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It is by the exercise of these affections that the truly pious man shews that his delight is supremely in God. He is the object of his highest esteem and veneration; whom he regards with the love which a dutiful child feels to his parent, while he earnestly seeks his favour as constituting his happiness. It is this which forms his consolation and hope in adversity and in prosperity,—the possession of it gives him peace in necessities and distresses, and the want of it cannot be made up by earthly abundance. When we obtain what we chiefly love, we are satisfied even though other sources of comfort should be withdrawn : and when He who is all perfection, and who claims the heart as his abode, is enthroned in its desires and affections, the glowing language of revelation is not too strong to express all that we feel towards him. “ Whom have I in heaven but thee, and there is none upon earth that I desire besides thee?" We value whatever relates to him, or recalls him to our remembrance; and even the place where he condescends to be worshipped becomes sacred and endeared to us from its being associated with his presence.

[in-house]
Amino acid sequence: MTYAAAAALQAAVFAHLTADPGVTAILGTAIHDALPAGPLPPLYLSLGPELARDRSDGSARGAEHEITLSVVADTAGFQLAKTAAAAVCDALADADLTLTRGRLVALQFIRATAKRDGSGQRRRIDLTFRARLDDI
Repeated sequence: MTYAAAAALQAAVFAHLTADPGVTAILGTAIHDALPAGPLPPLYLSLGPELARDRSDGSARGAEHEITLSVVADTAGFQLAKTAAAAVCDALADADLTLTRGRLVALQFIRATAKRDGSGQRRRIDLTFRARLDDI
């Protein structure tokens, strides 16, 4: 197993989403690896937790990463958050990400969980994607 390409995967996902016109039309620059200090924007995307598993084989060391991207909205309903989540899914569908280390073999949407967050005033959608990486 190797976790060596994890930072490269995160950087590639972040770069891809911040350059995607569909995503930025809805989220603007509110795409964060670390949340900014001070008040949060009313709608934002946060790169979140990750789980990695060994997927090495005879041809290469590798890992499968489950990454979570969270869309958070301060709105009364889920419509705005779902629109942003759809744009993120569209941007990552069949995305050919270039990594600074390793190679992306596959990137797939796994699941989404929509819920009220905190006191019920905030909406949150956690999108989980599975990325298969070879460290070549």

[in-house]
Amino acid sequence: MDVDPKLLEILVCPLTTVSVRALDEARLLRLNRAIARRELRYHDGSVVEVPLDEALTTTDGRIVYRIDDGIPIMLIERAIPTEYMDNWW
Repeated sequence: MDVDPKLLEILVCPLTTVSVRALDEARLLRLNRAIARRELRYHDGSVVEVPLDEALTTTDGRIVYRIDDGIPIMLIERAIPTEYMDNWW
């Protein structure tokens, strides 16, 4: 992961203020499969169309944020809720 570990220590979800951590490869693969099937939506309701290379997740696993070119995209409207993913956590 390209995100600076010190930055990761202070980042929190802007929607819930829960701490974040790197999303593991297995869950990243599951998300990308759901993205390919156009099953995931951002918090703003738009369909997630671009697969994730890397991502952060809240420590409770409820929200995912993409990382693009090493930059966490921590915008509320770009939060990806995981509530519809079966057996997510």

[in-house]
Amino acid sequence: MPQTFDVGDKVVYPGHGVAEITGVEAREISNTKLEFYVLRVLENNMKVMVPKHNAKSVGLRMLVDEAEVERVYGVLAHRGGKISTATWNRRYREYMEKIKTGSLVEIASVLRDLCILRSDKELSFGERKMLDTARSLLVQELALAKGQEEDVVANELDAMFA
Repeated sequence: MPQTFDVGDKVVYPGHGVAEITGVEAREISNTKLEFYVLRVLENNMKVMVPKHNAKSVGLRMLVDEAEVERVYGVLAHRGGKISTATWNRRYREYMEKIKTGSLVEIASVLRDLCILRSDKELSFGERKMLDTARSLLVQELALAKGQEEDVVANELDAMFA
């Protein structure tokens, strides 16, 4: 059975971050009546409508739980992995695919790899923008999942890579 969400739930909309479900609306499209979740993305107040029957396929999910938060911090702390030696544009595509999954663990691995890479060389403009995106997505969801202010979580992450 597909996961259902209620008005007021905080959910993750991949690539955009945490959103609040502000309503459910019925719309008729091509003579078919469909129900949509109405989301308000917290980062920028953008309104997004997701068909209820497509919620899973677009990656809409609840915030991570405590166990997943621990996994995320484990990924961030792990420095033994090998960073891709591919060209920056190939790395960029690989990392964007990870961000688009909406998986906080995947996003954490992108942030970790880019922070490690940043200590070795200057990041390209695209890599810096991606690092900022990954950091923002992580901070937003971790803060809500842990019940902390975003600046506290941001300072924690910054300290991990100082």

In proportion as we esteem or love any one, will be the uneasiness felt by his displeasure, or even by the suspicion that we may have forfeited his regard. It is thus that the man of true piety feels in relation to God, whose favour is life, and whose loving-kindness is better than life. The apprehension of having done what has offended him, and what may have provoked

, him to withdraw the light of his countenance, gives him pain; and when he finds himself in darkness, deprived of his wonted firmness in adversity,cheerfulness

in obedience, and consolation in devotion, is it not natural for him to breathe his desires in the language in which holy men of old expressed similar emotions ? “How long, Lord, wilt thou hide thy face! Hide not thy face from thy servant, for I am in trouble ; turn unto me according to the multitude of thy tender mercies.” Love, as has been remarked, will render such a condition very sad and uneasy to us, will make all other delights insipid and distasteful, all our life will become bitter and burdensome to us; neither, if this love abide in us, shall we regain our happiness of mind, till we obtain some glimpse of God's favour, some hope of being reinstated in our possession of him.